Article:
Because of the the goings-on in Barcelona earlier this year, I pulled this one off the shelf for my Remembrance Read in November. Guernica is in Spain, but in the Basque region, and they have always been fiercely independent. Prior to the Spanish Civil War and WW2, they declared total independence from Spain, and elected their first president. And then along came Generalisimo Franco, a fascist, supported by Mussilini and Hitler who changed the face of Spain. What he also did was encourage the Nazi party to bomb a Basque town (a sort of practice for the Blitz in London?). Guernica, the centre of Basque culture and tradition was chosen, and the commander of the bombing squadron was a relative of Richthofen the Red Baron.
Picasso, a Spaniard living in France, never returned to Spain, but he painted a large canvas of the same name, based on reports received in Paris shortly after the bombing. It is now on permanent exhibition in the Queen Sophia Museum, Madrid.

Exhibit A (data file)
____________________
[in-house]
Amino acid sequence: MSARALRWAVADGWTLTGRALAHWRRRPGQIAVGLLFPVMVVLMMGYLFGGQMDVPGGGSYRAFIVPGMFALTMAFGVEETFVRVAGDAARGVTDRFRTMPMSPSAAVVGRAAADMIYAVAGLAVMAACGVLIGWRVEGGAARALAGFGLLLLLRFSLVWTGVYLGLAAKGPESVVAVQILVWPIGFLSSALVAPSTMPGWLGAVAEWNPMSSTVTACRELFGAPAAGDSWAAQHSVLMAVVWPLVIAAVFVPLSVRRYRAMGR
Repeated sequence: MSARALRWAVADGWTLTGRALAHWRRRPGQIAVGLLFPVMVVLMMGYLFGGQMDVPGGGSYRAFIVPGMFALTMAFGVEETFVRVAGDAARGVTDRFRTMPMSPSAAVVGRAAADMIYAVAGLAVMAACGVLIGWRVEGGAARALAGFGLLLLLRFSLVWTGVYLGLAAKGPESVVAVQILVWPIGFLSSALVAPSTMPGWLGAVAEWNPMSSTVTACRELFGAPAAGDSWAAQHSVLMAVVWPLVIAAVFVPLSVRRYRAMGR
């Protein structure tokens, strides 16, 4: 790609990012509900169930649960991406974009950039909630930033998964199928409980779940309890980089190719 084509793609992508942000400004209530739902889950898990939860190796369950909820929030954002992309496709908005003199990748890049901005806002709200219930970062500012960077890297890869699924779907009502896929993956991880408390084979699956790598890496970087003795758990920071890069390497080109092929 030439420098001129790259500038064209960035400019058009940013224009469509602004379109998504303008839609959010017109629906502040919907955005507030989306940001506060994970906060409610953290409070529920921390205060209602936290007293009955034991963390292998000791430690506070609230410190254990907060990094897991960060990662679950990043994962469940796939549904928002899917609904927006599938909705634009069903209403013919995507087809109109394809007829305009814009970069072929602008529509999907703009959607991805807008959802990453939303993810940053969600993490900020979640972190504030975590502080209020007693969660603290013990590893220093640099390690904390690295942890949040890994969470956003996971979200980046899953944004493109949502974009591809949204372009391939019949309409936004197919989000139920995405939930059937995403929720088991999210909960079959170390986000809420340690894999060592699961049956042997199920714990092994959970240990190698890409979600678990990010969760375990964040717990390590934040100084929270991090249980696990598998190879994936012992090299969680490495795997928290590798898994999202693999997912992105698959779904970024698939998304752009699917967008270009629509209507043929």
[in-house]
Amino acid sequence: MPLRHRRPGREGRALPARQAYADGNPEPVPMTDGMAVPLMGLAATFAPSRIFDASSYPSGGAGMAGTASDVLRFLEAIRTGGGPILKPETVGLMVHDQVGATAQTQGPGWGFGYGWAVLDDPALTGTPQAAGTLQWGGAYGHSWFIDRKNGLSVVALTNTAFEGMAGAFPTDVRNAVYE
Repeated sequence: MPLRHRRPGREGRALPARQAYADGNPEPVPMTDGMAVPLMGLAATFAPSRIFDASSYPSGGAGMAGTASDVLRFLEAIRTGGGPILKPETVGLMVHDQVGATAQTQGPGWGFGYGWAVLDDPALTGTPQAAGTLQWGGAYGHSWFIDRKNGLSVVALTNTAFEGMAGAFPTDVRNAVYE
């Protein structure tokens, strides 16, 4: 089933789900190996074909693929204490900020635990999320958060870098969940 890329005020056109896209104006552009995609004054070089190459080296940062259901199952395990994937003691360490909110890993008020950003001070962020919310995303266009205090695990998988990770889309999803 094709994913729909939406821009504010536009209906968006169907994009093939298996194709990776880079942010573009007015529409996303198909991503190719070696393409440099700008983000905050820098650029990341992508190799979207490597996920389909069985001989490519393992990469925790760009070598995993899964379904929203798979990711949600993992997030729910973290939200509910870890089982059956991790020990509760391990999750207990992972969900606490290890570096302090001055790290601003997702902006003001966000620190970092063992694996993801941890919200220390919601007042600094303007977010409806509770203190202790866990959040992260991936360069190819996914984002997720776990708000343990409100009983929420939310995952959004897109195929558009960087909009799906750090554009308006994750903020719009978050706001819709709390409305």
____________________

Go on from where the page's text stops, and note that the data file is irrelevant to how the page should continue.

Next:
The book is the story of a family and those that come in contact with it. The story of love of many kinds; love of town, love of family, love of culture. It is also full of truth too, for this dreadful thing really did happen, and it behoves us not to forget it. I do not look lightly on things that came after - the Blitz in London by the Luftwaffe; the carpet bombing of Dresden by the RAF; Hiroshima by the American Air Force - and any other dreadful warfare that is currently happening around the world. The words "Never Again" are used too often, because somewhere in the world, as I write, someone hates another enough to start planning the same kind of thing. How sad that is.
But this is a book worth reading for many reasons. If you are interested in the Basques as a people, their traditions, their family ways, this may appeal. If you are interested in Spain as a nation and why small groups of people all round the world want their independence, you will find this an eye-opener.